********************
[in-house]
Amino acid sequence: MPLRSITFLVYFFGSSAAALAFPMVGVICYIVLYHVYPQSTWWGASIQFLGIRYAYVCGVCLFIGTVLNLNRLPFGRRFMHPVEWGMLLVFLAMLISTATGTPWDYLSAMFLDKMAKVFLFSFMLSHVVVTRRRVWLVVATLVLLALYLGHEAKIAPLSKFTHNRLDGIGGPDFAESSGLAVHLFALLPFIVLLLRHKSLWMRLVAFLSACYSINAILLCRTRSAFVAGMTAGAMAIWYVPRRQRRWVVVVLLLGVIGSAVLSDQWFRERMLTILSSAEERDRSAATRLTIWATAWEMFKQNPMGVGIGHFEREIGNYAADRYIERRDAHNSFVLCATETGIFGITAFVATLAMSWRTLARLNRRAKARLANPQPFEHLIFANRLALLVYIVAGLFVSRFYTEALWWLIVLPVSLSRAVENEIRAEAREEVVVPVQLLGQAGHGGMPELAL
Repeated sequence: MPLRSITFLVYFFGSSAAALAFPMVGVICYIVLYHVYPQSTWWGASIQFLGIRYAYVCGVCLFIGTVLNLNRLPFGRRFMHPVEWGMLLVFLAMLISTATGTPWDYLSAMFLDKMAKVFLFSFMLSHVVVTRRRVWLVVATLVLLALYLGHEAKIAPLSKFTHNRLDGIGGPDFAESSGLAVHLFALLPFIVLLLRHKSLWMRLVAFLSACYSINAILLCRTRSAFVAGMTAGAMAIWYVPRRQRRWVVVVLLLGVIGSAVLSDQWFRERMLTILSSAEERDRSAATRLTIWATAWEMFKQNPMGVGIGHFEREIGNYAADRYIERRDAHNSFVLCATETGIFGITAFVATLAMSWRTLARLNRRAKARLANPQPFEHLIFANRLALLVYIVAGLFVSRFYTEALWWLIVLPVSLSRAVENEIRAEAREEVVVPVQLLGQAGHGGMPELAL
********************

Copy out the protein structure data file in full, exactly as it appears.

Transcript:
[in-house]
Amino acid sequence: MPLRSITFLVYFFGSSAAALAFPMVGVICYIVLYHVYPQSTWWGASIQFLGIRYAYVCGVCLFIGTVLNLNRLPFGRRFMHPVEWGMLLVFLAMLISTATGTPWDYLSAMFLDKMAKVFLFSFMLSHVVVTRRRVWLVVATLVLLALYLGHEAKIAPLSKFTHNRLDGIGGPDFAESSGLAVHLFALLPFIVLLLRHKSLWMRLVAFLSACYSINAILLCRTRSAFVAGMTAGAMAIWYVPRRQRRWVVVVLLLGVIGSAVLSDQWFRERMLTILSSAEERDRSAATRLTIWATAWEMFKQNPMGVGIGHFEREIGNYAADRYIERRDAHNSFVLCATETGIFGITAFVATLAMSWRTLARLNRRAKARLANPQPFEHLIFANRLALLVYIVAGLFVSRFYTEALWWLIVLPVSLSRAVENEIRAEAREEVVVPVQLLGQAGHGGMPELAL
Repeated sequence: MPLRSITFLVYFFGSSAAALAFPMVGVICYIVLYHVYPQSTWWGASIQFLGIRYAYVCGVCLFIGTVLNLNRLPFGRRFMHPVEWGMLLVFLAMLISTATGTPWDYLSAMFLDKMAKVFLFSFMLSHVVVTRRRVWLVVATLVLLALYLGHEAKIAPLSKFTHNRLDGIGGPDFAESSGLAVHLFALLPFIVLLLRHKSLWMRLVAFLSACYSINAILLCRTRSAFVAGMTAGAMAIWYVPRRQRRWVVVVLLLGVIGSAVLSDQWFRERMLTILSSAEERDRSAATRLTIWATAWEMFKQNPMGVGIGHFEREIGNYAADRYIERRDAHNSFVLCATETGIFGITAFVATLAMSWRTLARLNRRAKARLANPQPFEHLIFANRLALLVYIVAGLFVSRFYTEALWWLIVLPVSLSRAVENEIRAEAREEVVVPVQLLGQAGHGGMPELAL